Tuesday, January 30, 2007

Another marriage prep eval note

Don't misspell misogynist. If you're going to use a strong word like that about someone, you look pretty silly if you can't even spell it.

Writing big and in all caps isn't effective.

The REAL world is... what exactly?

The Tale of 2 Marches

A Tale of Two Marches (Thanks to Kateri!)
by Tony Perkins

What a difference an ideology makes. Last Monday, 200,000 pro-lifers descended on the nation's capital to peacefully protest 34 years of abortion-on-demand. Despite record crowds and a line-up of speakers that included President Bush by phone, the March for Life earned little more than a footnote in the nation's news. Days later, radical anti-war protestors staged a march in Washington that mustered only 10,000, and the event made the front page of nearly every newspaper in America. Yet for all the media the small demonstration received, few news outlets reported the true headline of the day. According to reports, hundreds of demonstrators were allowed to take the steps of the U.S. Capitol during the march and desecrate the property with "anarchist symbols." When police formed a security line to stop them, U.S. Capitol Police Chief Phillip Morse ordered his men to fall back and allow the protestors to "exercise their First Amendment rights" by spray-painting the Capitol grounds with graffiti. One source at the scene said that Morse issued an order that no one was to be arrested for desecrating America's and arguably the world's greatest symbol of democracy. In an e-mail on his actions, Morse writes, "The graffiti was easily removed by the [Architect of the Capitol] staff... It is [our] duty and responsibility to protect the Capitol complex, while allowing the public to exercise their [freedom of speech]." Imagine the response had Christians "trespassed" onto this public property and prayed for our leaders! I dare say the outcome would have been quite different.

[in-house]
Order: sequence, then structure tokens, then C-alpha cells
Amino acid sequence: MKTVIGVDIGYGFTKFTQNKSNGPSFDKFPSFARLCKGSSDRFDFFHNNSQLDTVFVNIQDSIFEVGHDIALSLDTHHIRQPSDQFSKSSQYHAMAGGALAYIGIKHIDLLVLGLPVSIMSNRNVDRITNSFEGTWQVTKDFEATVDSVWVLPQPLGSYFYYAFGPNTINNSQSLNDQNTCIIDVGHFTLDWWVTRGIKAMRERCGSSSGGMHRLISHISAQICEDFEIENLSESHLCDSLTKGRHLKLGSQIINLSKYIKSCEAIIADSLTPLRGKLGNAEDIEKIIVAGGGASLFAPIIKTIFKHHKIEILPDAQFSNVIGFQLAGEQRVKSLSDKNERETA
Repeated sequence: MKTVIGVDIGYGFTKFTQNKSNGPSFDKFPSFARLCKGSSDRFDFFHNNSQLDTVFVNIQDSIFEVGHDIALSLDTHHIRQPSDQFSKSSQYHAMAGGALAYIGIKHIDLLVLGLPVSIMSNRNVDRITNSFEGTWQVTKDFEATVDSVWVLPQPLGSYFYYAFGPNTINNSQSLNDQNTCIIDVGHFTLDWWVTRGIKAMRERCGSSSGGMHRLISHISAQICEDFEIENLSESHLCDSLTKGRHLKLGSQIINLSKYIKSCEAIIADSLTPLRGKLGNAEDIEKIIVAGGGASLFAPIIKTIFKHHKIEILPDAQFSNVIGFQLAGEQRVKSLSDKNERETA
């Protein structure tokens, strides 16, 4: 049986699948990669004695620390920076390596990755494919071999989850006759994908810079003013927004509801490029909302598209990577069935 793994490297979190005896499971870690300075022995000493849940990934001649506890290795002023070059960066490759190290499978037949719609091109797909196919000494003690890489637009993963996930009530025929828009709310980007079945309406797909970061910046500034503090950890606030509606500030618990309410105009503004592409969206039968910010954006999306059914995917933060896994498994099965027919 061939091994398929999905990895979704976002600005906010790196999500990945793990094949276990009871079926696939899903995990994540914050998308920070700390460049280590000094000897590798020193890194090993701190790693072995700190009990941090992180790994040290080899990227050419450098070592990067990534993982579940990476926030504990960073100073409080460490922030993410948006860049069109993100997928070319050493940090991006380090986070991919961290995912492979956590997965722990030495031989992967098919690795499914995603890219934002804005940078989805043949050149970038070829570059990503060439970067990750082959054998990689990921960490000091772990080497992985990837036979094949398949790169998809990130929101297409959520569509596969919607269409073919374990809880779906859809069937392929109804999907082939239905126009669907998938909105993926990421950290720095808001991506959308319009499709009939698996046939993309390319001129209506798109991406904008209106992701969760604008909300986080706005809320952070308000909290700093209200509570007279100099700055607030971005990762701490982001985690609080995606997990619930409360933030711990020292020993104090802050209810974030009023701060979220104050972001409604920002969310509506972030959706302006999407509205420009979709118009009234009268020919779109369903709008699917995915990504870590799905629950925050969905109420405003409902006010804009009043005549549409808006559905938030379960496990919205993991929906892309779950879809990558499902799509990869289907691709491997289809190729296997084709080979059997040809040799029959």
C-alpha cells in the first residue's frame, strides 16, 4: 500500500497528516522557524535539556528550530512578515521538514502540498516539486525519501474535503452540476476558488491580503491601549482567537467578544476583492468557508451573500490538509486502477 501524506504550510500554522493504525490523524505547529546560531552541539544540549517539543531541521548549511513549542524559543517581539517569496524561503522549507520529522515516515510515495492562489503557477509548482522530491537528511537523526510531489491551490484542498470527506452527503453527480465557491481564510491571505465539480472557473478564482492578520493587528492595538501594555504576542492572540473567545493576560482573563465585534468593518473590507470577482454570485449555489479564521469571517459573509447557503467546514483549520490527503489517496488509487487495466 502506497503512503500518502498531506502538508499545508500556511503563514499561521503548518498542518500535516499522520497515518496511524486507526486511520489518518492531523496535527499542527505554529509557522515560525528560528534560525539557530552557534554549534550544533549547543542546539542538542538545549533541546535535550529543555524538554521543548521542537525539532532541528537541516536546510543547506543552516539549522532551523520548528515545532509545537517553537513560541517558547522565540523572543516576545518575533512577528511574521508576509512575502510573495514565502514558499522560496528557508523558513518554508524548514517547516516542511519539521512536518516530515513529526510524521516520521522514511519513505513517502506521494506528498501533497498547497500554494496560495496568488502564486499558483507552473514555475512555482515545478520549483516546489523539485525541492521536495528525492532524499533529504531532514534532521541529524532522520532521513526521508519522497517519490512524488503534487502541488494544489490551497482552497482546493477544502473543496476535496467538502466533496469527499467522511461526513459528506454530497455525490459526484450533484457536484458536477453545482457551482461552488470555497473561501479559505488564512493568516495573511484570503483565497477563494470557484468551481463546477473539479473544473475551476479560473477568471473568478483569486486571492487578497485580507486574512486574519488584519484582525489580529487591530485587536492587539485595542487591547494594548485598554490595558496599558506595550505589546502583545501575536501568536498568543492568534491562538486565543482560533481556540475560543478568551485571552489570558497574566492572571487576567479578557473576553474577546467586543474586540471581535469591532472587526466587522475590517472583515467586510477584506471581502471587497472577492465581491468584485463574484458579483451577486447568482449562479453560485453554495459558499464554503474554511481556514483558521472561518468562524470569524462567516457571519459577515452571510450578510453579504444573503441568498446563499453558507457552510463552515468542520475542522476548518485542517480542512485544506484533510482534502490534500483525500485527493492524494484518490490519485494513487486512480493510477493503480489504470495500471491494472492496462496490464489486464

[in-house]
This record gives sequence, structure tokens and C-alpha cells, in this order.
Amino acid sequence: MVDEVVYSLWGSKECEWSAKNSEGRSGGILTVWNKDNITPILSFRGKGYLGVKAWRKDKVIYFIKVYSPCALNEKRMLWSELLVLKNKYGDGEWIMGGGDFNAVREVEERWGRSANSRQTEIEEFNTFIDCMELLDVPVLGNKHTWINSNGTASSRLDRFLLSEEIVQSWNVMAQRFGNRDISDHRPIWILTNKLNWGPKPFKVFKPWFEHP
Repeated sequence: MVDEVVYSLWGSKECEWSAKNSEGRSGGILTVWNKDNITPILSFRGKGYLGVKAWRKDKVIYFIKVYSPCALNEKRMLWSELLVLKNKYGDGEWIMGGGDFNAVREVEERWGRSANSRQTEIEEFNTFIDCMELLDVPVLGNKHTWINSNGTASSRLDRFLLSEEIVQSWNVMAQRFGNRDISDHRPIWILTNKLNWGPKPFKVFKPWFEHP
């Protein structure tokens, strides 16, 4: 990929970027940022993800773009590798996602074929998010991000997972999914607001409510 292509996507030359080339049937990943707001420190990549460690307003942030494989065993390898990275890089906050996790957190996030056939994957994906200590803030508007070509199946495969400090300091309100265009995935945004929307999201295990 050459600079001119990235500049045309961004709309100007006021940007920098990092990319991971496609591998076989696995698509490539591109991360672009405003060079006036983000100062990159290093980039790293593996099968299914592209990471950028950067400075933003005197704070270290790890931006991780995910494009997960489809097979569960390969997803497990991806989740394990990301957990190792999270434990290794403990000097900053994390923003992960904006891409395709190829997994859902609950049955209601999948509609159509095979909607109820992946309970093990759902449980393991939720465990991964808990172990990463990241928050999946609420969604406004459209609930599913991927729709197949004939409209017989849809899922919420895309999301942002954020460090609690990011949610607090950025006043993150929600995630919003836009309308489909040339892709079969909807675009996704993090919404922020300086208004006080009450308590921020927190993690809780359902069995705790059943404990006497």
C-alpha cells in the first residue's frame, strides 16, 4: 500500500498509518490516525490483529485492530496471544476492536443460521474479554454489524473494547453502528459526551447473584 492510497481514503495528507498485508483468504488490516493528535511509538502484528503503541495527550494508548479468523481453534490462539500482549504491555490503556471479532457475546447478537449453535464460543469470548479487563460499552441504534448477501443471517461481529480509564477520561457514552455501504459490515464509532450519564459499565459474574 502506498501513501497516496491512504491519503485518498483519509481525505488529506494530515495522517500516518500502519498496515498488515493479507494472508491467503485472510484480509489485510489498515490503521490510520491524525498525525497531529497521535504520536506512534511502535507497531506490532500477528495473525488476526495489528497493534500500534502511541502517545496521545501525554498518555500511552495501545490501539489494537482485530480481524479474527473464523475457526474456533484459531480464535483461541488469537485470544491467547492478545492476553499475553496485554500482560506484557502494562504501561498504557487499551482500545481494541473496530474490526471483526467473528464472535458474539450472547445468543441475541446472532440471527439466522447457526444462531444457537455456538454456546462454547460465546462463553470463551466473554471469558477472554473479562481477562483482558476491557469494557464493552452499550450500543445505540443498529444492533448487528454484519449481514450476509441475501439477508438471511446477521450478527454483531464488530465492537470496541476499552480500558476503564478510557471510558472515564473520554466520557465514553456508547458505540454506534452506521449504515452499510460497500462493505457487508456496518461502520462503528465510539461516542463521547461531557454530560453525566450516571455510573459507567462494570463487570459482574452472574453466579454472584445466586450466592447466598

I happened to be downtown the day of the war protest, and I was struck by a number of things. First was the way that the people seemed to be conforming to their own stereotypes; i.e. a war protester from 1970. Now, I happen to love dressing in hippie skirts and scarves and such, but I would probably make it a point not to do so at a protest if I knew I would just be taken as a dismissable hippie. A second thing was the violence of some of their messages and the banality of others. (One guy was walking around with a sign that said hugs not war, "free hugs"- so people would go and hug him all day) Okay. Third was the number of people who were ice skating after their protest. I'm not kidding, we were there taking our youth group to the sculpture garden and the place was PACKED and sold out because of all the "protesters". Now I don't know if people from the March for Life went ice skating after the march, maybe they did, but somehow I doubt it. Usually people who come for it are staying in churches or have holy hours or talks or maybe go to a pub afterward for conversation. It's usually at least somewhat penitential (ok, maybe not reeeeally penitential, but not ice skating!). There is a lot of ideology going on in BOTH these things, and I think that's important to note. That's why I hate the speeches at the March for Life- It is ideology for a lot of those people. But it is truth to many others (a distinction worth making). There is also a sense at the March- unless you're with the ideology people- that you are not completely innocent in this; Your sins are part of the reason that you have to be there. Hence the reparation. But I got a sense of self-righteousness exuding from the war protest crowd. It's not their fault; It's all Bush's fault. They had nothing to do with the war and because they are so upright and noble they have come out to tell him to go to hell. Because THAT is right and respectful and appropriate. And it made me sad to hear the 5th through 8th grade kids in my youth group spouting all this stuff, directly from their parents of course, about how Bush is the most evil man in the world, and on Halloween one of them dressed as Dick Cheney because he wanted to be really scary. Lord have mercy. What a disservice it is to children to indoctrinate them into political ideology before they can even judge it. It reminds me of the scary fact from the last election. While many "conservatives" could understand and sympathize with some of the reasons an intelligent person would vote for a "liberal"; very few "liberals" could understand the other side at all, and in fact were violently offended by it. There is no attempt to really enter into an issue and seek the truth together, there's just a back and forth about opinion.